Citation

Mathews, E.J., Heap, A.D. & Woods, M., 2007. Inter-reefal seabed sediments and geomorphology of the Great Barrier Reef, a spatial analysis. 1 ed. Record  2007/009. Geoscience Australia, Canberra.

Abstract

Inter-reefal (i.e. non-reefal) seabed environments have been much less studied than the coral reefs, however they comprise 95% of the total Great Barrier Reef (GBR) Marine Park area. Regional scale spatial analysis of the sediments and geomorphology in these areas allows for a systematic characterisation of the seabed, where comprehensive biological datasets are lacking. We offer an up-to-date synthesis of inter-reefal environments in the GBR, to better understand the nature and distribution of seabed habitats at a regional scale and within the current planning zone scheme, in support of Marine Park management. New quantitative information about surface sediments and geomorphic features, together comprise a new physical dataset of the GBR seabed. This regional dataset contains over 3,000 sediment samples available in Geoscience Australia's (GA) national marine samples database, MARS (www.ga.gov.au/oracle/mars), substantially improving the coverage of surface sediment data from inter-reefal areas, and; GA's current Geomorphic Features dataset (Harris et al., 2005) of the seabed morphology. This marks the first regional synthesis of the surface sedimentology and geomorphology of the GBR since the pioneering work of Belperio (1983a, 1983b) and Maxwell (1968; 1969a; 1969b; 1973). We present a new quantitative sediment dataset that shows regional trends in surface sediments; refining the existing facies model for the mixed carbonate-siliciclastic GBR margin. Our findings also reveal local scale facies characteristics, within the broader regional trends. Until now these distribution patterns haven't been identified on the GBR shelf and are considered to be an important characteristic of the region. In addition, we have revealed other sedimentary characteristics of the region; - Low gravel concentrations cover extensive parts of the shelf. Patches of high gravel concentration occur locally on parts of the inner and outer shelves, reflecting the input of gravel from reef talus aprons. These areas may also be associated with strong tidal currents. - Sand is the dominant grain size fraction, and highest concentrations occur on the middle and outer shelves. Although continuous regions of high sand concentration occur in the far north (e.g. Cape York) and south (e.g. south of Broad Sound) of the Marine Park, the overall distribution of sand is variable as changes in concentration produce local, small-dimension patches at a scale of 10's of metres. - The patchy distribution of sand may reflect a mixture of; 1) widespread supply of modern skeletal carbonate grains, such as foraminifera, molluscs and Halimeda, and/or restricted supply of relict sand; and, 2) the effects of hydrodynamic irregularities in inter-reef channels. - High mud concentrations predominantly occur along the inner shelf and slope. Mud forms local patches on the inner shelf associated with fluvial point sources, which are spatially discontinuous, producing a regionally variable terrigenous sediment wedge of coalescing mud (and sand) patches. - Surface sediments are carbonate-dominated across the shelf and broadly display a regional north-south, shelf-parallel zonation pattern. Low carbonate concentrations of <40% on the inner shelf denote high terrigenous compositions, which increase to >80% on the outer shelf. Within the regional zonation pattern, carbonate patches locally produce a variable distribution in sediment composition. - Uniformly high concentrations of bulk carbonate and carbonate mud on the outer shelf, reflect the constant supply of skeletal carbonate grains from inter-reefal environments, in areas of high reef density and the negligible influence of fluvial sediments on the outer shelf. Regional variations in seabed sediments and geomorphology across the region are also evident in the physical character of the planning zones.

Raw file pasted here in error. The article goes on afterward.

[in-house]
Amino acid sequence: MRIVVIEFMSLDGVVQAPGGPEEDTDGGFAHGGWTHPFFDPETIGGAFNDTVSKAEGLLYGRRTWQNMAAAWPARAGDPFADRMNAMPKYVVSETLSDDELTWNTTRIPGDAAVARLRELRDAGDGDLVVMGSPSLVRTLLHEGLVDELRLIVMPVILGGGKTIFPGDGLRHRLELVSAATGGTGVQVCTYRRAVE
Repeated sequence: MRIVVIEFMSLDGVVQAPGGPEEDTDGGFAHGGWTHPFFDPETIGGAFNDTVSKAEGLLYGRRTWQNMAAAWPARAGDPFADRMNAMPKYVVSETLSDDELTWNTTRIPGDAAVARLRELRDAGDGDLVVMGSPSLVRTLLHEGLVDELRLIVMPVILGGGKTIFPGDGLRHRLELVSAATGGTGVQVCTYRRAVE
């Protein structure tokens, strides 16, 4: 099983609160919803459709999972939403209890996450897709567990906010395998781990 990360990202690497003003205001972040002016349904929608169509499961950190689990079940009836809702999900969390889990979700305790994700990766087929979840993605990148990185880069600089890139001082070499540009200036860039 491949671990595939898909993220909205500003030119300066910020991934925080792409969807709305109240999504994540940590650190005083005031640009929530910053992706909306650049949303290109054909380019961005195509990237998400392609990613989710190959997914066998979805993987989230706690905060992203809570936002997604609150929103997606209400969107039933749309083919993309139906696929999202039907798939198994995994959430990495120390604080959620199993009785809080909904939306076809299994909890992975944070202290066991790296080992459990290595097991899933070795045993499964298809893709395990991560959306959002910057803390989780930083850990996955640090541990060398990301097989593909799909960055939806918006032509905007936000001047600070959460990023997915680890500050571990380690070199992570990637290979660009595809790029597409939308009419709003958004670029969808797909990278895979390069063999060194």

Google map showing geographic bounding box with values North bound -10.0 East bound 154.0 West bound 142.0 South bound -30.0
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Product Type/Sub Type

dataset - GA Publication - Record

Constraints

license
Creative Commons Attribution 3.0 Australia Licence

IP Owner

Commonwealth of Australia (Geoscience Australia)

Author(s)

Date (publication)

2007

Product Type

dataset

Topic Category

geoscientificInformation

Keywords

GA Publication
Record
marine
mapping
marine park
seabed
continental shelf
sedimentology
habitat
marine zone
geomorphology
Earth Sciences

Resource Language

English

Resource Character Set

utf8

Resource Security Classification

unclassified

Geographic Extent

North bound
-10.0
East bound
154.0
West bound
142.0
South bound
-30.0

Lineage

Unknown

Digital Transfer Options

onLine

DISTRIBUTION Format

pdf

Distributor

Role
distributor
Organisation Name
Geoscience Australia
City
Canberra
Administrative Area
ACT
Postal Code
2601
Country
Australia
Email Address

Metadata File Identifier

a05f7892-d086-7506-e044-00144fdd4fa6

Metadata Standard Name

ANZLIC Metadata Profile: An Australian/New Zealand Profile of AS/NZS ISO 19115:2005, Geographic information - Metadata

Metadata Standard Version

1.1

Metadata Date Stamp

2006-06-01

METADATA SECURITY CLASSIFICATION

unclassified

Metadata Contact

Role
pointOfContact
Organisation Name
Geoscience Australia
City
Canberra
Administrative Area
ACT
Postal Code
2601
Country
Australia
Email Address
Downloads
Related Links
For information on acquiring this product,
please contact the Geoscience Australia Sales Centre via:

fax:
+61 2 6249 9960; or
phone:
1800 800 173 (within Australia);
 
+61 2 6249 9966 (outside Australia).

Please note that support hours are 9 am to 5 pm weekdays